For a writer. The home that one leaves and "a home away from home. Hence exile is a cultural transgression that threatens a writer's very survival. even when its symptoms are hidden. it is the other way around: actual experience of exile offers an ultimate test to the writer's metaphors and theories of estrangement." Rather. but rarely can they get rid of an accent. for which every language is a foreign one" (Scarpetta 1981. a few missing articles. preserves an imprint of his or her cultural motherland. and the writer is a subject of that empire. my modern parables tell of painstakingjourneys that celebrate the limited practices of estrangement and also reveal the many defense mechanisms against polyphonic madness. best known in the West as one of the founding fathers was of Russian formalism and the theorist of estrangement (ostranenie). transcendental homelessness is seen not as a feature of modernist consciousness. as a result. has many side effects. actual exile from Mother Russia is viewed as unprecedented cultural betrayal. but as a part of Russian national identity. aside from the obvious political dangers. This content downloaded from 146. definite or indefinite. it is more than just a betrayal. Todorov 1992: 16-26). Yet the cosmopolitan ideal of a "republic of letters" is foreign to Russian culture. VictorShklovskyand the Poetics of Unfreedom Victor Shklovsky.2 on Mon." which one creates. without its happy traditional denouement. After the nineteenth century. sometimes have more in common than one would like to admit.252. In the tradition of Russian philosophy from Chaadaev to Berdiaev. Yet the modern disease of nostalgia. 7 Apr 2014 01:01:33 AM All use subject to JSTOR Terms and Conditions . Metaphorical exile (usually away from the transient. it is a heresy.96. both physical and spiritual. The myth of the prodigal son returning to his fatherland. External exile from Soviet Russia has additional complications. While in the traditional biography of the imagined community of a nation exiles are the ones who "lost their souls. which offer either a claustrophobia of strictly guarded borders or a metaphorical euphoria of their total dissolution. everyday existence) is a prerequisite for the wanderings of the "Russian soul". is rewritten throughout these texts. In contrast to those alternatives. betray the syntax of the mother tongue." in the postmodern story exiles embody the dream of "mad polyphony. there is a Russian empire of letters. Rather. A portable home away from home. forgiven but never forgotten.514 Poetics Today 17:4 metaphor--otherwise one could fall into the somewhat facile argument that every intellectual is always already a "spiritualexile. literature became a form of Russian civic religion. which an emigre ferociously guards. The exiles might be bilingual. not allowing us to turn foreignness into another euphoric poetic and theoretical trope. A few misplaced prepositions.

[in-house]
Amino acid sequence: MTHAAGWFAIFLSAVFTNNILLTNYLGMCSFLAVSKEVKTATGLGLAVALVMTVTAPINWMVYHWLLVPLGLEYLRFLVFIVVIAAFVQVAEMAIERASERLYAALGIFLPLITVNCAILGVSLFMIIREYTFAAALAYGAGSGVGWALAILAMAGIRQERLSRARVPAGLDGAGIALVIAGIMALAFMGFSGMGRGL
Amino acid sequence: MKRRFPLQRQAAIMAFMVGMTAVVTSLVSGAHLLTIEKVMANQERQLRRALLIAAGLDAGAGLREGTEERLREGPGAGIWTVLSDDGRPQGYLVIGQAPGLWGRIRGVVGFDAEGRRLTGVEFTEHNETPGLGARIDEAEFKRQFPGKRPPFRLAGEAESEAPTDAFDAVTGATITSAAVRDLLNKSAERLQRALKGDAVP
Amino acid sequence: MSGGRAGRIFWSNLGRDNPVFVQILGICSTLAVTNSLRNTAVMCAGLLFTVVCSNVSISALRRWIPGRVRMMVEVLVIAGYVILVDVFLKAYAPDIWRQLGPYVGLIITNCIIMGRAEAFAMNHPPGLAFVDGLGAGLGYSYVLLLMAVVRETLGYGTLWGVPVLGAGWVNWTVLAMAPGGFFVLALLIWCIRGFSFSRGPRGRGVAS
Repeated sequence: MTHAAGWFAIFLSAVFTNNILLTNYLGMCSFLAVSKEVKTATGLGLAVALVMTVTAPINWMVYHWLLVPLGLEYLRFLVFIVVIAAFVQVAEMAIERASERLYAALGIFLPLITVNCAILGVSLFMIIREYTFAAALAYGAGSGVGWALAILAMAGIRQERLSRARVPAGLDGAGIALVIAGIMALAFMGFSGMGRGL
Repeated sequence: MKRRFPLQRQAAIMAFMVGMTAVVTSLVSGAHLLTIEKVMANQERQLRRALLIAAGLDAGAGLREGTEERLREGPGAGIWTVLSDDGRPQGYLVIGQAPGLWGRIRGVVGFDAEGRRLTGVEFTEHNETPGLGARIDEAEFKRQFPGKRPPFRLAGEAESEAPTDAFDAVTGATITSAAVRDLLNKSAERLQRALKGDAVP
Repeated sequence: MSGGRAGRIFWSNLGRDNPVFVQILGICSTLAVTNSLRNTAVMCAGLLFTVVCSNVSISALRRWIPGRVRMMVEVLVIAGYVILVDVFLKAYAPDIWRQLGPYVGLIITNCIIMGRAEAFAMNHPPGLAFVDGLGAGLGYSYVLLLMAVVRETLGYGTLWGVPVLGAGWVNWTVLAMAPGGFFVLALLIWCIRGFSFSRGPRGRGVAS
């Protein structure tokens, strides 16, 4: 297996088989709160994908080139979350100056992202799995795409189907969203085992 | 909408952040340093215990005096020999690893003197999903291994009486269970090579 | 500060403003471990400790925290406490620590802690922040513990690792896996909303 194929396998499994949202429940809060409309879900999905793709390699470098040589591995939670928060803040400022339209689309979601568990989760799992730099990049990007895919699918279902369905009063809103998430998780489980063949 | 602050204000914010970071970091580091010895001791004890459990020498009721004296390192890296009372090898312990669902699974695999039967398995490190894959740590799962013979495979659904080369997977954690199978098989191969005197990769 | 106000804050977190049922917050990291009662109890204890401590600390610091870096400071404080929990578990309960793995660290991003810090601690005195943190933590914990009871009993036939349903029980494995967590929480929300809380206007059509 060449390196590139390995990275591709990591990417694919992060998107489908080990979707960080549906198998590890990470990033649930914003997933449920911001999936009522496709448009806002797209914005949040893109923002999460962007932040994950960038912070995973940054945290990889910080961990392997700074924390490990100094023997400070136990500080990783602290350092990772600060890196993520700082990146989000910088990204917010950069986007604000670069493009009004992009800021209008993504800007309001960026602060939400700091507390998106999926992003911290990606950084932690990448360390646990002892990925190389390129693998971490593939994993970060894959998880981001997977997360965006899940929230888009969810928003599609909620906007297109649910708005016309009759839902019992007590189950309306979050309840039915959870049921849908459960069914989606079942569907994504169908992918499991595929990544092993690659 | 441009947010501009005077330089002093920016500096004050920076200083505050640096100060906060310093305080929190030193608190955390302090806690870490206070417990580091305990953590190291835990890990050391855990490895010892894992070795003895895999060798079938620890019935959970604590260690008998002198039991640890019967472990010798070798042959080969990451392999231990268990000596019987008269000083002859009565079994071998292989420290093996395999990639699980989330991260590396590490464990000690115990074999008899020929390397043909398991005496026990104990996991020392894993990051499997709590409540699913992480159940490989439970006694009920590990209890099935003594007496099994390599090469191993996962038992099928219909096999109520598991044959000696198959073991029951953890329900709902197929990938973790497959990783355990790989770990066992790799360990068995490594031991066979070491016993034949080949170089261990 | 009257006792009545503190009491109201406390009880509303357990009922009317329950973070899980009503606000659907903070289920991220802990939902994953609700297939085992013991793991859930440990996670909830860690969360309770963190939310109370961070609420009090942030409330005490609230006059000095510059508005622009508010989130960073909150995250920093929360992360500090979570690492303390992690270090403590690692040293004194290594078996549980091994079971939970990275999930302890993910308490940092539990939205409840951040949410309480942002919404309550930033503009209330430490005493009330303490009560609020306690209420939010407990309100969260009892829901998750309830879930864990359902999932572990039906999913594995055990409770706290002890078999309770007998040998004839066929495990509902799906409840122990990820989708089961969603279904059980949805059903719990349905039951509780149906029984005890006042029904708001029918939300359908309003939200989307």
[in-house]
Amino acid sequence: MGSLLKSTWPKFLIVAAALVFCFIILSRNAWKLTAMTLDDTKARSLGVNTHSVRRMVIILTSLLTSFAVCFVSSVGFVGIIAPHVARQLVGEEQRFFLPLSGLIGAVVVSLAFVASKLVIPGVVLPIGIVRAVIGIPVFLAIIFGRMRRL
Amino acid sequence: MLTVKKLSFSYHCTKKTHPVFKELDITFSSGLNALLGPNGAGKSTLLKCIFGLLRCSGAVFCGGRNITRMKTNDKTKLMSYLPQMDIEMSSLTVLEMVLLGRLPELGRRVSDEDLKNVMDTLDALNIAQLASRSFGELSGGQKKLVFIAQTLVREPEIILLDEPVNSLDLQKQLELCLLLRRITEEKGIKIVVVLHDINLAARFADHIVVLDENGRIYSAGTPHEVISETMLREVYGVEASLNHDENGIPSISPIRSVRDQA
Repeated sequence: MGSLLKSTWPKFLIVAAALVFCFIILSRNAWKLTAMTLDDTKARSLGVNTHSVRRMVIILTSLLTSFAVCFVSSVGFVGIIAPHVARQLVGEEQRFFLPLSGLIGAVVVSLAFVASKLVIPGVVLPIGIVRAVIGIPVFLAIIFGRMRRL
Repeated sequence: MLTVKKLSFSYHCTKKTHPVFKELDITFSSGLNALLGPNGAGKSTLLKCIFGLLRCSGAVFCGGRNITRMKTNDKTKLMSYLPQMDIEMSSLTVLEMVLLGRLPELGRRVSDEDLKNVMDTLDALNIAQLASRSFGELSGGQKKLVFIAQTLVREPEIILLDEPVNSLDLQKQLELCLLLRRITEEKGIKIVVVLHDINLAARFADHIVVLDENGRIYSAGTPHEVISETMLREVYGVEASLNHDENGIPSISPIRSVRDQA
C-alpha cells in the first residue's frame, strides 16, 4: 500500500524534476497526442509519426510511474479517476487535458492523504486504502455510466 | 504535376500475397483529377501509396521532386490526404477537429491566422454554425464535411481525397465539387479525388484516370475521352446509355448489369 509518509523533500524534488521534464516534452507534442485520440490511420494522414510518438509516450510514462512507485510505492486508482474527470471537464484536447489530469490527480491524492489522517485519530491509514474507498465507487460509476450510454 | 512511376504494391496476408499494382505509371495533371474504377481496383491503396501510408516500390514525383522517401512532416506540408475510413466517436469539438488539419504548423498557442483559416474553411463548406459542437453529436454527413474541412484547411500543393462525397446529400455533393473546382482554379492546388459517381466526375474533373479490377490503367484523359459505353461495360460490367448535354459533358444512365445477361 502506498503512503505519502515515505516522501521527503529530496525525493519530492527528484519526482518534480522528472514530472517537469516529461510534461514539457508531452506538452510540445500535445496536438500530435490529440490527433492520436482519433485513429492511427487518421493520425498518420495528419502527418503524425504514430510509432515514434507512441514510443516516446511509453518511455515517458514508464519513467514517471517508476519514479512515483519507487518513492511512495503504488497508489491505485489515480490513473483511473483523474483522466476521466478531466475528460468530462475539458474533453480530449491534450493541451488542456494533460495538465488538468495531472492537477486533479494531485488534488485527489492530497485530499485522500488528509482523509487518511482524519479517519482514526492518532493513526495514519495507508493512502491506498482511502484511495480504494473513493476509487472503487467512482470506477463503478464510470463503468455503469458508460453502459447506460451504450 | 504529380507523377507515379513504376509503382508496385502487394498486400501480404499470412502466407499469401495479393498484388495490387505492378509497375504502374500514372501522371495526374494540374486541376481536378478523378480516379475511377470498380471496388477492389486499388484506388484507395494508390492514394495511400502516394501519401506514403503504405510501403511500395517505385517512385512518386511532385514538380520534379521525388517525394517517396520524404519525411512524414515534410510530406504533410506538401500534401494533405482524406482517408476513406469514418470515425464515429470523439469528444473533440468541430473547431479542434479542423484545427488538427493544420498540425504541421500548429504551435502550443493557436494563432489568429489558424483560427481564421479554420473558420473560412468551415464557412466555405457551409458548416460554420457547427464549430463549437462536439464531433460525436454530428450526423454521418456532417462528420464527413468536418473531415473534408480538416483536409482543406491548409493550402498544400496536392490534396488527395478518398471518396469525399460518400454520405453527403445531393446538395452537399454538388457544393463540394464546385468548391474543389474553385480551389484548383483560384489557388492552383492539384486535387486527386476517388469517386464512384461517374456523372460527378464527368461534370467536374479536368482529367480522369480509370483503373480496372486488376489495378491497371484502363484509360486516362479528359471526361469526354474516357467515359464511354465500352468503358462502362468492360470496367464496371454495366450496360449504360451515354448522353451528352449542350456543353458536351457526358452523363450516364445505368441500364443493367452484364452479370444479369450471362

to experience it anew.or. See Striedter 1989. the only letter to which he receives a positive response is the last.5By making things strange. On the connection between the theory of estrangement and romantic aesthetics see Todorov 1985: 130-48. to reinvent the world. 7 Apr 2014 01:01:33 AM All use subject to JSTOR Terms and Conditions . where he began to compose a series of unconventional Journey. and Zoo.an account of Shklovsky's autobiographical texts. For an interesting account of irony and eroticism in Shklovsky see Steiner 1985: 27-44. Shklovsky was denounced by an informer and had to flee the country to avoid imprisonment (Sheldon 1977:vii)." Ostranenie means more than distancing and making strange. or worth living. My nostalgia [toska]in Berlin is as bitter as carbide dust" (1990: 346). it is also dislocation.Here Shklovskybegs to be allowed to return to Russia: "I cannot live in Berlin. it makes everyday life lively.96. This content downloaded from 146. Erlich 1981.. the declaration of art's autonomy from the everyday. Estrangement is what makes art artistic. or do they contradict each other? The theory of estrangement is often seen as an artistic declaration of independence. Arabism in literary Persian. This last letter. Shklovsky claims that according to Aristotle.Yet in Shklovsky's "Artas a Device" (1917).. 5. and Steiner 1984. I use Richard Sheldon's translations with slight modifications.as a Lifestyle Boym * Estrangement 515 briefly a member of the Socialist Revolutionary Party and in 1918 voted for the restoration of the short-lived Russian Constitutional Assembly. I am bound by my entire way of life.2 on Mon.. "poetic language" has to have the character of a for"Forthe Assyrians it was Sumerian. however. define Tracing the genealogy of estrangement. is no longer addressed to a woman but to the Central Committee of the Communist Party. Shklovsky also questions the autonomy and unity of the "national language. So the device of estrangement could both and defythe autonomy of art.estrangement appears more as a device of mediation between art and life.The Sentimental trials and tribulations during the Civil War.252. Latin for eign language (chuzhezemnyi): medieval poetry. Letters Not about the on author's Love.4 Is there a connection between this old-fashioned nostalgia and the theory of estrangement. Having narrowly escaped arrest. the writer found himself in Berlin.an ironic epistolary romance based correspondence with Elsa Triolet. In 1922. It appears that Shklovsky's "Artas a Device" harbors the romantic and avant-garde dream of a reverse mimesis: everyday life can be redeemed if it imitates art. Stran is the root of the Russian word for country-strana. old Bulgarian as a founda4.he also helps to "return sensation" to life itself. not the other way around. The theorist's epistolary love is unrequited. during the show trial of Socialist Revolutionaries. but by the same token. by all my habits [vsem bytom i navykami] to the Russia of today. depaysement. the artist does not simply displace them from an everyday context into an artistic framework.